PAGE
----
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Taming Of The Shrew -

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Introduction

Tom Atkins, 10S 05-12-2002 Taming Of The Shrew Coursework Topic 3: "Write about any two characters you find interesting. Bring out any contrasts or similarities you find between the characters you have chosen." My two favourite characters from the play, The Taming of the Shrew, which was written by William Shakespeare, are Katharina and Petruchio. I find them extremely interesting, not just because they are the main characters, but because of their contrast, chemistry and similarity between them. They go from hating each other at the beginning of the book and by the end, Katharina is obedient, the taming is complete and they are married living happily together. Petruchio has one of the main parts to play in the book as 'the tamer' while Katahrina is alongside him as 'the shrew', which in turn makes up the title of the story. Katharina is very argumentative, disagreeable and violent with all her suitors and indeed Bianca, for example the stage directions say that, "Katharina with a whip stands over Bianca, who crouches by the wall, her hands tied behind her." ...read more.

Middle

(Act 2, Scene1, Lines 185 - 186) This possibly could be the beginning of the taming process already! All that Petruchio actually does is to match Kathrina's spite, hate and violence. One thing Katharina says threateningly to Petruchio is, "I'll see thee hanged on Sunday first!" (Act 2, Scene 1, Line 292) This shows us again that she doesn't want to marry Petruchio at all! From the quote, she prefers that he were dead! In Petruchio's soliloquy in Act 2, Scene 1 he says he shall 'woo' Katharina and tell her that she is really a nice person and, "Sings as sweetly as a nightingale." (Act 2, Scene 1, Line 171) So Petruchio might actually like Katharina after all and not just the money as I once thought earlier. He then goes on to say that, "If she deny me wed, ill crave the day." That quote supports the fact that Petruchio wishes to marry Katharina even though she does not want to be his wife. ...read more.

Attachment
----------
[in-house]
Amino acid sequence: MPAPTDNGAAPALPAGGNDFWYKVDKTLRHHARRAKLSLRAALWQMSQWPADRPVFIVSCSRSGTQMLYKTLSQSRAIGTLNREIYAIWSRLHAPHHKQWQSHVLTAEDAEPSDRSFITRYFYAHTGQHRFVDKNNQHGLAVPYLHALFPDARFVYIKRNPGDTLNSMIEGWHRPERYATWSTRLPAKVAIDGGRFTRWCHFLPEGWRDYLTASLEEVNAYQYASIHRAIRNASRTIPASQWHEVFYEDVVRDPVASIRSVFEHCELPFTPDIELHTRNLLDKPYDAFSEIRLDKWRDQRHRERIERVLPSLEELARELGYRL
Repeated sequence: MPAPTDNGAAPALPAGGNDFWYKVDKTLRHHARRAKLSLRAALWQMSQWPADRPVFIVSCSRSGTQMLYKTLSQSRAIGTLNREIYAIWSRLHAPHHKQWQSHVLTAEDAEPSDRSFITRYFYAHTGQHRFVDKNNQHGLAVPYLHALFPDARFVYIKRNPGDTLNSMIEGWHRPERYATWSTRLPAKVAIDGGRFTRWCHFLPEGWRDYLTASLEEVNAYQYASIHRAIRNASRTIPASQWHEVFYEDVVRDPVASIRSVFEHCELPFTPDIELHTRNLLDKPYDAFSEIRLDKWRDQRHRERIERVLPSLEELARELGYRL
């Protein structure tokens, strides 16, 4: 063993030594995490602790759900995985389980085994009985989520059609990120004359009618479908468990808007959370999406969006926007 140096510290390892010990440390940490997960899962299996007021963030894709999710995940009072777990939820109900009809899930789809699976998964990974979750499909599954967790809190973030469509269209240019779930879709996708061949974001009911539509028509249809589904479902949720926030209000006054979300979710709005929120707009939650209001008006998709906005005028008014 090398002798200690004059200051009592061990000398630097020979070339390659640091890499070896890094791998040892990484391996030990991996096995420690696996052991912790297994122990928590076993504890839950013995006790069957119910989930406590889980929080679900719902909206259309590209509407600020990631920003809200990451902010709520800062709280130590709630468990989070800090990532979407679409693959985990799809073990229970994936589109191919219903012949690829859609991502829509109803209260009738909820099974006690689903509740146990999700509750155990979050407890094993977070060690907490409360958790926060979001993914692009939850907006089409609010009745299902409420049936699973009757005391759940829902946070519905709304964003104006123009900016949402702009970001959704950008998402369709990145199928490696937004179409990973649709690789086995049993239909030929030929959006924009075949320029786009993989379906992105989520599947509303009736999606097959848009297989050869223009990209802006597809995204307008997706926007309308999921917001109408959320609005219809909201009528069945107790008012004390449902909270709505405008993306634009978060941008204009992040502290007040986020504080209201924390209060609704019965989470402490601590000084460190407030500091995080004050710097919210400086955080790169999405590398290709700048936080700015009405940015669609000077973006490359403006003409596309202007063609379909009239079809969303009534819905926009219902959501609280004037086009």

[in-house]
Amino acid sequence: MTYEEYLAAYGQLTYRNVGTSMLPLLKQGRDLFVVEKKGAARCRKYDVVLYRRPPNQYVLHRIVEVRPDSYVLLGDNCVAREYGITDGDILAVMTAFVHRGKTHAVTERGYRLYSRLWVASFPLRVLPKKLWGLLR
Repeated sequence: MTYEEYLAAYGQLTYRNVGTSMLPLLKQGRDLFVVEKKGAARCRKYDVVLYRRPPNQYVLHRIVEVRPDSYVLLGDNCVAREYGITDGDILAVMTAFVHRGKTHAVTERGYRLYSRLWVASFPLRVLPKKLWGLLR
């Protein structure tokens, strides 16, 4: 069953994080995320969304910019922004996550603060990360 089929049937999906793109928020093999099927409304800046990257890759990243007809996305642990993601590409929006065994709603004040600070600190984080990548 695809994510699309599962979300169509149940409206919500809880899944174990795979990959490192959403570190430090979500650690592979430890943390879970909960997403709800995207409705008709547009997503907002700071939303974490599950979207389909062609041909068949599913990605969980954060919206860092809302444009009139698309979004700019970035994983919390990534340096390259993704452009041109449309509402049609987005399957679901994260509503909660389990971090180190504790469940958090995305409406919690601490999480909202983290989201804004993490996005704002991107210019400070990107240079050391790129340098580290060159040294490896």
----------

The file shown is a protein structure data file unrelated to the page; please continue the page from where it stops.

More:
Conclusion

Petruchio uses different methods of calming or taming Katharina so she becomes acceptable into public society. Petruchio explains to the reader how he will tame Katharina, "She eat no meat today, nor none shall eat; Last night she slept not, nor tonight she shall not." (Act 4, Scene 1, Lines 182 - 183) This shows us that Petruchio is starving Katharina of her food and also depriving her of sleep. Hopefully this will turn her into a good person! Petruchio mentions one last thing near to the end of his second soliloquy, which tells us exactly why he is doing this: "This is a way to kill a wife with kindness." (Act 4, Scene 1, Line 193) In conclusion I think the two make an entertaining pair, which make the story thoroughly enjoyable for many people. The 'tamer' and 'the shrew' are amazingly similar in different ways and in the end Petruchio and Katharina bonded. Katharina becomes extremely well behaved and obedient even more so than Bianca, the total opposite to what she used to be. The taming of the shrew is complete and thus, the story ends. Page 1 of 3 ...read more.

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